Keep it simple. When you design, solve things in the simplest way possible. In particular, don't use a pattern just because you can; if you use one, use it because it's the right thing to do. Design patterns aren't a magic bullet (in fact, they're not even a bullet!). You can't just plug a pattern into a design and hope for the best; instead, you need to consider how the pattern fits into the design, and what its consequences will be (and how you plan to deal with the consequences). You know you need a pattern when... ...you're sure it addresses a problem in your design. This is where your experience and knowledge com in. Consider the problem you're trying to solve along with the constraints you're working with: is there a pattern that will fit this particular situation? (Hint: study the Intent and Applicability sections of the pattern you're considering.)
Thinking in Patterns
Refactoring time is Patterns time. Refactoring offers a great opportunity to reexamine your design to see if it might be better structured with patterns. Note: entire books have been written on just this one topic. :-/ Take out what you don't really need. Don't be afraid to remove a pattern from your design. When should you do this? When it turns out that the flexibility you planned for isn't needed after all ― in other words, when a simpler solution without the pattern is better. If you don't need it now, don't do it now. If the reason for adding a pattern is a hypothetical future requirement, wait for the requirement to happen for real. Remember the XP mantra: YAGNI.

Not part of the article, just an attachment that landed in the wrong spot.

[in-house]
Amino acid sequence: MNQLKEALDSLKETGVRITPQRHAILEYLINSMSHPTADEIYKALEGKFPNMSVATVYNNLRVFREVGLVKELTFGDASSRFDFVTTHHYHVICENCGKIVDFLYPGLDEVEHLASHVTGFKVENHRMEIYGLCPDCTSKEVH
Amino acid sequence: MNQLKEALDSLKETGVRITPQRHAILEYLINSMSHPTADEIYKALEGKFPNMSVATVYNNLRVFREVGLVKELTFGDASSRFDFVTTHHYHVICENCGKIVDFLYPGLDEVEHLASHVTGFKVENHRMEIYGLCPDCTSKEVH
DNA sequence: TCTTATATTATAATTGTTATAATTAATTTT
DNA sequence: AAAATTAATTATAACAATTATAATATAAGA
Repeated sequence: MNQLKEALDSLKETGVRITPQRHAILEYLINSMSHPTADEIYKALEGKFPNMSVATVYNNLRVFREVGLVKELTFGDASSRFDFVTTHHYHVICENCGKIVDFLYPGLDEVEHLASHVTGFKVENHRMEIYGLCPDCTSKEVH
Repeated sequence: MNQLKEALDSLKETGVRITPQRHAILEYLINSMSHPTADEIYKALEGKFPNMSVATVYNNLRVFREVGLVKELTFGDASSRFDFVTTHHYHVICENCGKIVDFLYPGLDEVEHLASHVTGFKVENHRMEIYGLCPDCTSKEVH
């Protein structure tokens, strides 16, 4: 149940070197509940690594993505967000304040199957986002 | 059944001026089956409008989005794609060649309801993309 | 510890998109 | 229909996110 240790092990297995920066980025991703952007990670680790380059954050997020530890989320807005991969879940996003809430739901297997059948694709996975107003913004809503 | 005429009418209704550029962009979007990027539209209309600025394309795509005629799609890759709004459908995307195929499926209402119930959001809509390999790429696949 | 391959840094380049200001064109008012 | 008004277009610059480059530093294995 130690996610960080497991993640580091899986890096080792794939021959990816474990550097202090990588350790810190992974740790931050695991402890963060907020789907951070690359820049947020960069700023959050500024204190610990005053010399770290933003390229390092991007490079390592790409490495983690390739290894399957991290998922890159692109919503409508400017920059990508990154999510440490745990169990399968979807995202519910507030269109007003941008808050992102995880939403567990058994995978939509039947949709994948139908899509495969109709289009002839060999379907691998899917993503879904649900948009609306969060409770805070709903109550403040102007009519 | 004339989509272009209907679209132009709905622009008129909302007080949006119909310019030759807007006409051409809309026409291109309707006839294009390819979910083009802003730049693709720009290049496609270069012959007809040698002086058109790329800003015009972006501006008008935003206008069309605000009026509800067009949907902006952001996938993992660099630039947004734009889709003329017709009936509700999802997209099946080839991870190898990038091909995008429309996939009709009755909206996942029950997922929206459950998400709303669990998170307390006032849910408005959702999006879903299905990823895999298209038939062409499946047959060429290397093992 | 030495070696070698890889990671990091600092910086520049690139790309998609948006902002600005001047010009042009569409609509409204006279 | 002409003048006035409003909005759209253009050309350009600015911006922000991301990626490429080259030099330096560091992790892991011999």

Evolution of a Designer
The Beginner uses patterns everywhere. This is good in a way, because it helps the beginner gain experience with patterns ― but the beginner thinks "the more patterns I use, the better the design", and this is almost always false.
The Intermediate Designer starts to see where patterns are needed and where they aren't. This may still involve trying to put square pegs into round holes, but at this level designers begin to realize how patterns can be adapted where the canonical version doesn't fit.